Since the drama of 9/11 overtook even the wildest of fictions, writers and artists have struggled to interpret what happened on that day and in its aftermath,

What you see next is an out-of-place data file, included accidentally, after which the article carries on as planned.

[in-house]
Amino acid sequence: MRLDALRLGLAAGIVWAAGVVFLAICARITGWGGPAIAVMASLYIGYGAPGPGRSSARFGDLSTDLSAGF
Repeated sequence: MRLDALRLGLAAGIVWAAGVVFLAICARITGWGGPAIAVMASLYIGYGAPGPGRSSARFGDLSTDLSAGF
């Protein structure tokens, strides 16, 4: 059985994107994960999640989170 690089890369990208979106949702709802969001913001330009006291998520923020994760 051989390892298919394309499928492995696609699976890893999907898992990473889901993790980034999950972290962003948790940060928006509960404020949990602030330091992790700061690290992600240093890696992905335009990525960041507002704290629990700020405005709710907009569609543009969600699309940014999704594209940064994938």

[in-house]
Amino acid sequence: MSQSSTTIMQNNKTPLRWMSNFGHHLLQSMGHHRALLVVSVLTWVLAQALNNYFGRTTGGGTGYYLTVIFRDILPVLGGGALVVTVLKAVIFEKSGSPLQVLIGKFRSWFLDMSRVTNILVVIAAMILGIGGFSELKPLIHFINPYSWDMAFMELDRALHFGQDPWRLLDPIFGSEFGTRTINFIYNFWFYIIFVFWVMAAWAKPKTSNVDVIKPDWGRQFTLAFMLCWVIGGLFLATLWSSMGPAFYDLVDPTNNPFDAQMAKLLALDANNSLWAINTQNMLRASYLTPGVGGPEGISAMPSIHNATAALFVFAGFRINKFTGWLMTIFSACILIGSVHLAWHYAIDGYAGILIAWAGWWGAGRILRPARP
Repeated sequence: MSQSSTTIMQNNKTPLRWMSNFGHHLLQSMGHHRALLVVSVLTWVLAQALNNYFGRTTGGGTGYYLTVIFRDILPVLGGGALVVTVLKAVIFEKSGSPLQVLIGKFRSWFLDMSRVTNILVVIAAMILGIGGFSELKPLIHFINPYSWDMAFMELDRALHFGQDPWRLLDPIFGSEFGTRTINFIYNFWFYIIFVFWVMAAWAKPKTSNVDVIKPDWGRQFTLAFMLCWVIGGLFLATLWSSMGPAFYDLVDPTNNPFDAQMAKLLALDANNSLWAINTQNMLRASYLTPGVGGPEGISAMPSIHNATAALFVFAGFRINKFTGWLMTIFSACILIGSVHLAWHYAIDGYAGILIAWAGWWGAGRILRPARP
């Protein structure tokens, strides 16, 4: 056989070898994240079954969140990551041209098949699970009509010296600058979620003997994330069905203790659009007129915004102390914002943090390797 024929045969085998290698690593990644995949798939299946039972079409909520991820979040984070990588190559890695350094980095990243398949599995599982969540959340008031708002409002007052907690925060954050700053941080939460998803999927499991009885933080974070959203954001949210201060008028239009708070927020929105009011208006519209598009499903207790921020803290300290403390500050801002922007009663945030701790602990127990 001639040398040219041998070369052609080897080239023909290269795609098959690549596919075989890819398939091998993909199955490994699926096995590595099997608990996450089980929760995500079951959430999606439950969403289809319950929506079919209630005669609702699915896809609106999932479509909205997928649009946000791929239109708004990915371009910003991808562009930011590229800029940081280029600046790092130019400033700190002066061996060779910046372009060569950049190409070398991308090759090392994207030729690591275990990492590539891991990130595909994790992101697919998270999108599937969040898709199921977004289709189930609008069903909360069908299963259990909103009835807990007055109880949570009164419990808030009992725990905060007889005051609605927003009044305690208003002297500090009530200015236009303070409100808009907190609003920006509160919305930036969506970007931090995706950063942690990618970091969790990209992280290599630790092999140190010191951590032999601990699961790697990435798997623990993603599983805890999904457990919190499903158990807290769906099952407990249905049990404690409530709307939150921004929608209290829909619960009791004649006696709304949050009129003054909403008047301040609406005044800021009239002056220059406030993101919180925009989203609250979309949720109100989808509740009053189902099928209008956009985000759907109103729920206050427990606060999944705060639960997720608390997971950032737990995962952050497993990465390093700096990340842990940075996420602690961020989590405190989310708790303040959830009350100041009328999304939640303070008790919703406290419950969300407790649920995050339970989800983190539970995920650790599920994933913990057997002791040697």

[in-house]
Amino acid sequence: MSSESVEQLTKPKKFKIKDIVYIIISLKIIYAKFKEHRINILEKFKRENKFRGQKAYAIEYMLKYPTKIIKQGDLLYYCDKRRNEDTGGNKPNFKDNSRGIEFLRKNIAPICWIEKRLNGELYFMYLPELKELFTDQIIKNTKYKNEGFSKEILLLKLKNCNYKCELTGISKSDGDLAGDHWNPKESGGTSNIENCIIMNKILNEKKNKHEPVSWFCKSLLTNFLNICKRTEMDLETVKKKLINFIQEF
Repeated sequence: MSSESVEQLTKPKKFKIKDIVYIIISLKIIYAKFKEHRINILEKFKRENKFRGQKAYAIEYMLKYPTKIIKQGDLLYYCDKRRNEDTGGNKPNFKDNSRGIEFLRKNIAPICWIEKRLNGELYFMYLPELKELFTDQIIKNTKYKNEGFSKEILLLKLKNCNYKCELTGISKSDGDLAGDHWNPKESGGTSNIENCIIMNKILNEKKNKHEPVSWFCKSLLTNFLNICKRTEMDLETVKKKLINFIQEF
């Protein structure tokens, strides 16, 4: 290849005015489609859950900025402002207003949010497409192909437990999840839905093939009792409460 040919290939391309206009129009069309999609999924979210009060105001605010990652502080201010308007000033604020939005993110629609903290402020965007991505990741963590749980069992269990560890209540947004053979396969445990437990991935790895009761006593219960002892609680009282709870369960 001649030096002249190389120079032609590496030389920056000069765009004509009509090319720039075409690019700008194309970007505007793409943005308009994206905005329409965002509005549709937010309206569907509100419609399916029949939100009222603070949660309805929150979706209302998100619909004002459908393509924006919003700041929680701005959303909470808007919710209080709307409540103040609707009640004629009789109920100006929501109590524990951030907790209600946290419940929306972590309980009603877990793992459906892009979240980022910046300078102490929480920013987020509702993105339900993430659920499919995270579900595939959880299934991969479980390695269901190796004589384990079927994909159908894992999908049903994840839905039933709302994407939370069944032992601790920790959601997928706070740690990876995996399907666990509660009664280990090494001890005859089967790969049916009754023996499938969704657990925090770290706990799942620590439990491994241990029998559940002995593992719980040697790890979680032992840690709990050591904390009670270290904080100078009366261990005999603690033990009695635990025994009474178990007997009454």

Immediately after the collapse of the World Trade Centre towers some survivors reported an unexpected effect. So dense was the cloud of dust that it not only blocked out the light but most of the sound too. Suddenly everything went strangely quiet as the debris muffled the screams and the sirens. And if you were looking for an image of the impact of 9/11 on the arts, that surreal lull – a temporary vacancy in what you could see and hear – would do as well as anything. The story of the arts and 9/ll has largely been a story told in negatives – of inhibitions and avoidance and empty spaces. As the novelist Frédéric Beigbeder wrote: “Since September 11 2001, reality has not only outstripped fiction, it’s destroying it. It’s impossible to write about this subject, and yet impossible to write about anything else.” He had a go anyway and the resulting novel, Windows on the World, won this newspaper’s Foreign Fiction Prize in 2005. But in imagining his way into the interior of one of those falling buildings he had the field pretty much all to himself. The really notable thing about the art of 9/11 is how little there is of it, even ten years on.